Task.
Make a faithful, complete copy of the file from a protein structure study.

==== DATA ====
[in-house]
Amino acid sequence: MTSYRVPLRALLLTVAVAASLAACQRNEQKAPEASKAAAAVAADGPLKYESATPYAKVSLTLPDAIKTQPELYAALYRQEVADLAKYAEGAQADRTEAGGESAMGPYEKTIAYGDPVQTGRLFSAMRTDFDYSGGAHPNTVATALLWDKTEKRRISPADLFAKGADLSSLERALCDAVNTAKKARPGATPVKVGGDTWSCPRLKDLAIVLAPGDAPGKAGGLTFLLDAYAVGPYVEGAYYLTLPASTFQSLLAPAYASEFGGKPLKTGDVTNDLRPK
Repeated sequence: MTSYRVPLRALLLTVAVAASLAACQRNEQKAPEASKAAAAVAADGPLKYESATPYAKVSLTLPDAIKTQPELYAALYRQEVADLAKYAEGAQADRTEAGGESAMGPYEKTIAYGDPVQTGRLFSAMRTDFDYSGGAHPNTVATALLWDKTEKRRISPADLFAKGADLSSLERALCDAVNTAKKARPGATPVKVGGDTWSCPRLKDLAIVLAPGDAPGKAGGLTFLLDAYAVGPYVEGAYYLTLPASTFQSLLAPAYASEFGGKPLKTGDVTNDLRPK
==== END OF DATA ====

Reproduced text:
[in-house]
Amino acid sequence: MTSYRVPLRALLLTVAVAASLAACQRNEQKAPEASKAAAAVAADGPLKYESATPYAKVSLTLPDAIKTQPELYAALYRQEVADLAKYAEGAQADRTEAGGESAMGPYEKTIAYGDPVQTGRLFSAMRTDFDYSGGAHPNTVATALLWDKTEKRRISPADLFAKGADLSSLERALCDAVNTAKKARPGATPVKVGGDTWSCPRLKDLAIVLAPGDAPGKAGGLTFLLDAYAVGPYVEGAYYLTLPASTFQSLLAPAYASEFGGKPLKTGDVTNDLRPK
Repeated sequence: MTSYRVPLRALLLTVAVAASLAACQRNEQKAPEASKAAAAVAADGPLKYESATPYAKVSLTLPDAIKTQPELYAALYRQEVADLAKYAEGAQADRTEAGGESAMGPYEKTIAYGDPVQTGRLFSAMRTDFDYSGGAHPNTVATALLWDKTEKRRISPADLFAKGADLSSLERALCDAVNTAKKARPGATPVKVGGDTWSCPRLKDLAIVLAPGDAPGKAGGLTFLLDAYAVGPYVEGAYYLTLPASTFQSLLAPAYASEFGGKPLKTGDVTNDLRPK